Choose Your Own Adventure and Be Flexible

Choose Your Own Adventure and Be Flexible

20 Ways to Change Your Story

15. Choose Your Own Adventure and Be Flexible

 

Copyright: halfpoint / 123RF Stock PhotoMy daughter used to love those Choose Your Own Adventure books when she was little.

Every few pages, the protagonist faces a choice point and the reader gets to choose what the protagonist does next. That choice sends the story off in one of several possible directions, by sending the reader to a specific next page. After a few more pages, a new choice point is reached, and the reader again shapes the direction the story will take by choosing for the protagonist.

Each book has multiple possible endings, at least some of which may be reached through multiple paths. The ending you reach depends on the choices you make along the way.

What a brilliant story structure and clever mirror of the way life works!

Here’s how I think it relates to the idea of story changing.

On page one, you, the protagonist, decide to change your story. You set a new intention or goal, or decide to change something about yourself or your beliefs. You take a few steps in a new direction.

Then on page four, life throws something unexpected at you and you’re faced with choices. Some choices will take you deeper into your new story, and some will keep you locked in the old story. You don’t always know which choice is the best one, but you make a choice and you keep on moving.

The key is to keep your focus on the WHAT (the desired ending) while remaining super flexible about the HOW (which pages of the book will get you there).

Copyright: halfpoint / 123RF Stock PhotoIf you get locked into which specific pages you need to land on to get to the ending you want, you might miss meeting a great supportive character or enjoying an exciting subplot.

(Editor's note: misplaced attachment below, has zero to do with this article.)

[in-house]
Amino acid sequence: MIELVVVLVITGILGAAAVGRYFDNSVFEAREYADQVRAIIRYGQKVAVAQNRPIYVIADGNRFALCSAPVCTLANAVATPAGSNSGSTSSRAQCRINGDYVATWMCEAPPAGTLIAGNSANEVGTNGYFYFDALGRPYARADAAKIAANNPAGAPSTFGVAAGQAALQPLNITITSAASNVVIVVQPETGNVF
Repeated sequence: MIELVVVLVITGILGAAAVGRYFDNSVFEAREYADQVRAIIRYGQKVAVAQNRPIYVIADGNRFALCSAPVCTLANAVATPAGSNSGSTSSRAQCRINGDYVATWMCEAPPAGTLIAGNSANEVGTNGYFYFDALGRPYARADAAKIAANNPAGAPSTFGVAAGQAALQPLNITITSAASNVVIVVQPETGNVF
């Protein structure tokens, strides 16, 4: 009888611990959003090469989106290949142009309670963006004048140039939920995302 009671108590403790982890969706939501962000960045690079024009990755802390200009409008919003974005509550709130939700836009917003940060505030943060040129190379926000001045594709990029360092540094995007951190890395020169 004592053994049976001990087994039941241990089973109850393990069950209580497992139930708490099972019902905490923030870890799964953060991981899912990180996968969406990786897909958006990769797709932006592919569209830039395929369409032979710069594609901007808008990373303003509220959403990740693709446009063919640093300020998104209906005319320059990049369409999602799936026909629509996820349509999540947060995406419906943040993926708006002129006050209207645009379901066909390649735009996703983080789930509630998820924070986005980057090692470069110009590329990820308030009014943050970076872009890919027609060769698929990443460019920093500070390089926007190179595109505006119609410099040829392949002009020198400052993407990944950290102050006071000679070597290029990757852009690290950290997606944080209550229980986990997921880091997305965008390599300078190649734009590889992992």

If you can stay flexible about how the pages of the story unfold, while making resourceful choices along the way, you can enjoy the journey of choosing your own adventure and reach your happily ever after.

~~~~~

This is the 16th post in a 21-post series sparked by Chapter 9 of Fallen, The Adventures of a Deep Water Leaf, in which Lizard suggests that Alora change her story.

#20WaysIn20Days, #ChangeYourStory, #Fallen

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Some Paths are Better Left Closed

In my prior post, I wrote about the dream and dream re-entry process that left me feeling like we’d found the perfect place for Mom and that the way had been made clear for an easy move. In my dream, the path had been overgrown with clawing, scratchy branches, but I re-entered the dream and cleared the way with my hedge trimmers.

Perhaps some paths are better left closed.

The events of the past few weeks have been exhausting – physically and emotionally. After moving Mom into the new Assisted Living facility last Saturday, we found ourselves rewinding, backtracking and repeating the move in reverse the following Wednesday.

Mom was incredibly disoriented, anxious and depressed in the new place, which was not entirely unexpected. We figured, at age 91, a move like this would be a big adjustment. We assumed that in a week or two she would adapt and get back to her normal self. But with each visit and phone call, things continued to go downhill rather than up.